I never would have guessed that the catalyst that set New York’s architectural monument, the Seagram Building, into motion were the candid and outraged ‘NO NO NO NO NO’S’ of a scolding letter from daughter to father in response to a lapse in good taste. In this scenario, the daughter was Phyllis Lambert, the founder of the Canadian Centre for Architecture, and the father was Samuel Bronfman, president of Distillers Corporation—Seagram Limited. In 1954, Bronfman, after failing to seek out a ‘suitable’ designer on his own, gave his daughter the task of finding an architect to design the new headquarters for his business empire, eventually leading to the commission of architect Mies van der Rohe. Almost six decades later, Lambert has returned with her book Building Seagram, to tell the tale of the famed project from the perspective of an artist, a person intimately involved with the process, an architectural critic and a protector of the landmark. This in-depth analysis of the Seagram Building explores the story of the tower and plaza from the very moment of its conception to its present life as a building and public space in the city, no longer tied to its original program.
Lambert quickly establishes the cast of key stakeholders in the project—the client, Bronfman; the architects, Mies van der Rohe and Philip Johnson; and, Lambert herself, the enabler. With this core group of characters a lively narrative unfolds and ties together the impressively informative and analytical content. A great deal of tension is spoken of surrounding the partnership between architects Mies van der Rohe, an established master of the international style, and Philip Johnson, at the time, a devoted disciple of Miesian design practices. In the shadow of Mies’ architectural fame, Johnson finds his role in the building design, particularly in interiors and lighting, transforming the tower into a luminous column of light after dusk with his iconic illuminated ceiling tiles. Letters of correspondence, Mies van der Rohe’s sketches, architectural drawings and city documentation are instrumental in the book’s narrative as Lambert rigorously provides multiple viewpoints of the story for many of the issues that arose during the project’s design and construction phases.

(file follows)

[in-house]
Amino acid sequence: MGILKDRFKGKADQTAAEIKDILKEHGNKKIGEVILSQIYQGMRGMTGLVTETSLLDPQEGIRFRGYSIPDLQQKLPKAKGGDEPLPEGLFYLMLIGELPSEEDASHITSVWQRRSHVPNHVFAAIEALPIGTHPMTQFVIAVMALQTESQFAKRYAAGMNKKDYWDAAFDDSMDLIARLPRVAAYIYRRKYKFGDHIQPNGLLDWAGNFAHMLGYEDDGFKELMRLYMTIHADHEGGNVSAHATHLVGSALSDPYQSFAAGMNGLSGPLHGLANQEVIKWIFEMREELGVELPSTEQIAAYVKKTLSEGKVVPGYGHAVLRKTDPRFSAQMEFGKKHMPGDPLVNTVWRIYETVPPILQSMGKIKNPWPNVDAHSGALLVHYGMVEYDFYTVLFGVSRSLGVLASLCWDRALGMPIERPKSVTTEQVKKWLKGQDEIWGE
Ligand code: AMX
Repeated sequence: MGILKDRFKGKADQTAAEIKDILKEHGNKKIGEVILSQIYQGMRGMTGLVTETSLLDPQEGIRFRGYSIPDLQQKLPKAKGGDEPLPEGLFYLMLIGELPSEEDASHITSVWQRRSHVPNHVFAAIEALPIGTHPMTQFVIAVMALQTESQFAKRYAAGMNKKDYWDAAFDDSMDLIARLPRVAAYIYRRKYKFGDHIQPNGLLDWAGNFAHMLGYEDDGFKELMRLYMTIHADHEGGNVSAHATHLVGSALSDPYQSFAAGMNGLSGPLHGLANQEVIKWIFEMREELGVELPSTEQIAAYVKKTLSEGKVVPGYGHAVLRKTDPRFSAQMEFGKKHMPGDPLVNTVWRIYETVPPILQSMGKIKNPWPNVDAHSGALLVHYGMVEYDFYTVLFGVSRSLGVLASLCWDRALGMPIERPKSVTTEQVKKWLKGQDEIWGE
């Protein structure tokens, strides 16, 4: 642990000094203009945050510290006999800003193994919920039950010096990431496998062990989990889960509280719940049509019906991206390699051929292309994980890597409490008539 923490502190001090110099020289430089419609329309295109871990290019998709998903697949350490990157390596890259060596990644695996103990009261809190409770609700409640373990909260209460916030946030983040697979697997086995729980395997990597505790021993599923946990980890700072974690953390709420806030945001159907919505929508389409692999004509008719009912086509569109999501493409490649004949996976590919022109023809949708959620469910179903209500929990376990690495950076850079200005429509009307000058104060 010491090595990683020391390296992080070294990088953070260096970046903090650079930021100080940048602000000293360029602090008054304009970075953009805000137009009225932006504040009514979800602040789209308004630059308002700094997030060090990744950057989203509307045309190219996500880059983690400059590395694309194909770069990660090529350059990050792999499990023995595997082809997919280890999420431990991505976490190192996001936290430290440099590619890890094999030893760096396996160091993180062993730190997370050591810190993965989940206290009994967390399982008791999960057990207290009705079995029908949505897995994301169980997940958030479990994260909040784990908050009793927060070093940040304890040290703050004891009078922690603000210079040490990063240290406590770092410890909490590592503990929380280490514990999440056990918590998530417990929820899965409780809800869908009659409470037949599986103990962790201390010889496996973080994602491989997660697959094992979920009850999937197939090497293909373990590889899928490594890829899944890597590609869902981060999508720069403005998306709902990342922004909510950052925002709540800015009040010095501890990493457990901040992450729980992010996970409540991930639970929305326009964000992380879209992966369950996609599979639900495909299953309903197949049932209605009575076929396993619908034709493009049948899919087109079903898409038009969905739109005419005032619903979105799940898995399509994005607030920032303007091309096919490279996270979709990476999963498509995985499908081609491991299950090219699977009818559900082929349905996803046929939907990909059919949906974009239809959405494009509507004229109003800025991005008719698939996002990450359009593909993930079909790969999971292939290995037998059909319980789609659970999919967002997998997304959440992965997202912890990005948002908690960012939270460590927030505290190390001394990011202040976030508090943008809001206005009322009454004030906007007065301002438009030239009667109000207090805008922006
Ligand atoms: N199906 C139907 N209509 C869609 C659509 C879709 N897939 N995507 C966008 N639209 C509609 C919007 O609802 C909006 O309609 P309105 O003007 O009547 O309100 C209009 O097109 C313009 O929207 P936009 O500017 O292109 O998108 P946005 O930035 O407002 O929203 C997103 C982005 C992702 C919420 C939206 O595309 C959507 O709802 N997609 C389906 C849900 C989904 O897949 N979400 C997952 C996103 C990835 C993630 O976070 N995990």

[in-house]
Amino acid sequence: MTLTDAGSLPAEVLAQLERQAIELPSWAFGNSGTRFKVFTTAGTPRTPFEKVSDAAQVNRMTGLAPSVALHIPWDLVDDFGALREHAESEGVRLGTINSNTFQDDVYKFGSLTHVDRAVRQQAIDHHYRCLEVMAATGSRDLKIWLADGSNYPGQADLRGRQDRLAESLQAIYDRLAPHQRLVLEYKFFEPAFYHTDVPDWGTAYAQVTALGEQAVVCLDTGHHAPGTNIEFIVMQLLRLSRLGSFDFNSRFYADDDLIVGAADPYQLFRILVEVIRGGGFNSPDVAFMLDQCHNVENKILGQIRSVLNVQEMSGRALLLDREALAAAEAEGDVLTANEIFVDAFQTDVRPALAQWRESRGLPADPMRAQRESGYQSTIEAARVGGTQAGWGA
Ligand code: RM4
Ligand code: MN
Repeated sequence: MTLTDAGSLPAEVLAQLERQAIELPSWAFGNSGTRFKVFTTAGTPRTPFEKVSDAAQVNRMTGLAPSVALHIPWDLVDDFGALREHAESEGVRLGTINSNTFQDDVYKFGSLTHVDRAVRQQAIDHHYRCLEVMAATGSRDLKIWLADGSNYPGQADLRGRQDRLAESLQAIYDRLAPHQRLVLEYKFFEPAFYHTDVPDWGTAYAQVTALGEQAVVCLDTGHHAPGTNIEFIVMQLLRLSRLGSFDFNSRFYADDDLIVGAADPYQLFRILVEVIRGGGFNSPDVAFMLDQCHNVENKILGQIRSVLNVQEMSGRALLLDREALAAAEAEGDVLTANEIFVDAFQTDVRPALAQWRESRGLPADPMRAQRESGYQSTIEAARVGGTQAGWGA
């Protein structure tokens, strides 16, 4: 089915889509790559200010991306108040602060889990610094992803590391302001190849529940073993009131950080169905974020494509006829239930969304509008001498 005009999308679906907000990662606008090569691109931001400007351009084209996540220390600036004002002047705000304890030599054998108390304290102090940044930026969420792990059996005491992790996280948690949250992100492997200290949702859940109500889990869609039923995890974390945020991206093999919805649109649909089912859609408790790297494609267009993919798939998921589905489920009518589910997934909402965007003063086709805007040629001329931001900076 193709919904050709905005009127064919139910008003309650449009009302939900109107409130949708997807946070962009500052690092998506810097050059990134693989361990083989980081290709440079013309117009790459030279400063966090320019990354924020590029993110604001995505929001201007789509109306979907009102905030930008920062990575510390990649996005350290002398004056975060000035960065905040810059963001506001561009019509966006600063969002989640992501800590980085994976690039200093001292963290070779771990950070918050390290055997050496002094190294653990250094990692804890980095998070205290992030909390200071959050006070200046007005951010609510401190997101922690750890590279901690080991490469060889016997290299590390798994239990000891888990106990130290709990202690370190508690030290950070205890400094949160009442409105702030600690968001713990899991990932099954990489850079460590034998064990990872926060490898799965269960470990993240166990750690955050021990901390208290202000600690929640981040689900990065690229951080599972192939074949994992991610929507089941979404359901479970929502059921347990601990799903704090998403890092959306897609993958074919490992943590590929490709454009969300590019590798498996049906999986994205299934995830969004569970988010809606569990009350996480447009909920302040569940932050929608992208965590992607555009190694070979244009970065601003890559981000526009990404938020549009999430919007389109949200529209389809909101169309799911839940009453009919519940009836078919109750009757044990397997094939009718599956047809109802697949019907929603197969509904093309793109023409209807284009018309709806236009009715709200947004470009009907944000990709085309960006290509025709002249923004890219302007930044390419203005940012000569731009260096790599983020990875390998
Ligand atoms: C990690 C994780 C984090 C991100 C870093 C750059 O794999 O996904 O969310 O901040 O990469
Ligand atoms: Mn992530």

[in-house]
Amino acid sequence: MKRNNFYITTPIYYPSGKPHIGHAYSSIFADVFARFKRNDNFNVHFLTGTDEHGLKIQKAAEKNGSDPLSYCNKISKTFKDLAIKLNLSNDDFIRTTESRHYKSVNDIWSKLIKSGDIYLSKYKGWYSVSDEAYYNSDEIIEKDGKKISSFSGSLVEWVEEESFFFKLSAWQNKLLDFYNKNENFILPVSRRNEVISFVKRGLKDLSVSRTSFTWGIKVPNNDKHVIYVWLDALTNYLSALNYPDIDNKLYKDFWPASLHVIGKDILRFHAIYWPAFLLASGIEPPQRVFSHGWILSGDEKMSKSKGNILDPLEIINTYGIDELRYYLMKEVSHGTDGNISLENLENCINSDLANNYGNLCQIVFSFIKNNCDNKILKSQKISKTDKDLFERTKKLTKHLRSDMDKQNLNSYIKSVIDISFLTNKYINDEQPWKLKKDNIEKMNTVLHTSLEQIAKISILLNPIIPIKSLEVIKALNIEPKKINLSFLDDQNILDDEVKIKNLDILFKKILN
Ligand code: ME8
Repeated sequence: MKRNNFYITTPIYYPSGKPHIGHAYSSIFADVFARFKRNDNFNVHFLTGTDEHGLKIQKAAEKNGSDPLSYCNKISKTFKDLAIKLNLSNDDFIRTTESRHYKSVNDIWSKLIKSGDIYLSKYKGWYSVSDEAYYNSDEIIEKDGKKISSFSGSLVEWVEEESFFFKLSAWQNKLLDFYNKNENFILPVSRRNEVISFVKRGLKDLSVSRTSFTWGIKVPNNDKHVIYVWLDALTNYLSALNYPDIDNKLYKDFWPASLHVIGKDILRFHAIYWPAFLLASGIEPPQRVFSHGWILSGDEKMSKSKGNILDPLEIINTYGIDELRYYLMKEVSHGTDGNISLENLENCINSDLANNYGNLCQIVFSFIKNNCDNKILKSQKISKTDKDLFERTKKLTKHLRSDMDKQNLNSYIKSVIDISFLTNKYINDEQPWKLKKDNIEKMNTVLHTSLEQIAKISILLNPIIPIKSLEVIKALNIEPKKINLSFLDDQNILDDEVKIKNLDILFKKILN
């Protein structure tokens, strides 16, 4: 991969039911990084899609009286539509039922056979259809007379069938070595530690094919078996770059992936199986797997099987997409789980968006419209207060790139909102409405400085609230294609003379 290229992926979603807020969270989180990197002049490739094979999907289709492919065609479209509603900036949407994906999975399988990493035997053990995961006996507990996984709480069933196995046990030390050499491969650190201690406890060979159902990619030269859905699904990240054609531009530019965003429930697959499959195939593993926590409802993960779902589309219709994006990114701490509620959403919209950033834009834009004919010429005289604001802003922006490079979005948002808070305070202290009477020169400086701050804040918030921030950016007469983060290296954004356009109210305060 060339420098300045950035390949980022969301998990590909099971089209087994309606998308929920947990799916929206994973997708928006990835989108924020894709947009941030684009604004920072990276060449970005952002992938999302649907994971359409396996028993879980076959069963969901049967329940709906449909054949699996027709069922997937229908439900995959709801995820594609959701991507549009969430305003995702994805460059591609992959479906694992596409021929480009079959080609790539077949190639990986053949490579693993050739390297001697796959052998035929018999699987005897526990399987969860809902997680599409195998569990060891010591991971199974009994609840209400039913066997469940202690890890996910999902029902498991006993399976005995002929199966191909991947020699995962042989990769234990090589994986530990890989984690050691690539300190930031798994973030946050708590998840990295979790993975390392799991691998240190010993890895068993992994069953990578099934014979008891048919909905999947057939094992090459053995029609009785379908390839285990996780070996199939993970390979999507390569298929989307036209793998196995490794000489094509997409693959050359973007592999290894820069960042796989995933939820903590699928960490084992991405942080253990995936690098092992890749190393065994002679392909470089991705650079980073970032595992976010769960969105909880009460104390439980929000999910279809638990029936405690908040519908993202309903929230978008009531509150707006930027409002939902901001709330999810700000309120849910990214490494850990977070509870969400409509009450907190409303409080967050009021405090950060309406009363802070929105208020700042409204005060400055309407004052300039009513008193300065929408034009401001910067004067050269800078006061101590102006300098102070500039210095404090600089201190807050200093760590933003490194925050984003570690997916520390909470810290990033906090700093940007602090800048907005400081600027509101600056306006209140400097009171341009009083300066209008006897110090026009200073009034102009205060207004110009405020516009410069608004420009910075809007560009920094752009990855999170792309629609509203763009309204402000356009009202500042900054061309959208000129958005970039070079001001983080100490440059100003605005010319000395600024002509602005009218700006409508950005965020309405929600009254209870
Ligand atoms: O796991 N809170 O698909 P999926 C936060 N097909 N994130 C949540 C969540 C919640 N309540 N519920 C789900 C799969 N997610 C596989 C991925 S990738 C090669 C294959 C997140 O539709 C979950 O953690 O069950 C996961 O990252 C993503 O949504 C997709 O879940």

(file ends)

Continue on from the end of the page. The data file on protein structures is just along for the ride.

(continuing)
At the time the project took place, Phyllis Lambert’s career in architecture had not yet begun and her formal role in the project was restricted to ‘director of planning’. She was trained as a sculptor and well versed in visual arts but it was not until after the project that Lambert received a formal architecture education. With Lambert’s strong visual arts background, it is no surprise that Chapter 5 of the book, Architecture and Art Allied, is dedicated to the Seagram’s collection of art, most of which was purchased or commissioned by Lambert on behalf of Distillers Corporation—Seagram Limited. Lambert explains how the Miesian grid provides an immaculate vessel for the display of art. In some instances, the proportions of the grid are engaged in the artwork itself, as in Richard Lippold’s Bronze Rod sculptures that are suspended from the ceiling of the building’s Four Seasons Restaurant. The spacing between each rod in the metallic cloud is in perfect proportion to the size of the room that houses it, anchoring it to the architecture of the space.
Phyllis Lambert’s comprehensive account of the Seagram Building is ambitious, but what’s equally impressive is that she’s distilled dense information into a highly enjoyable read. Not only is the building explored as a piece of architecture but she considers its function as a communal urban space, a site for the display of art, and a vehicle for building science, technology and lighting design. Above all, Building Seagram tells the landmark’s engaging story ‘of unlikely convergences, extraordinary coincidences, and ironic turns.’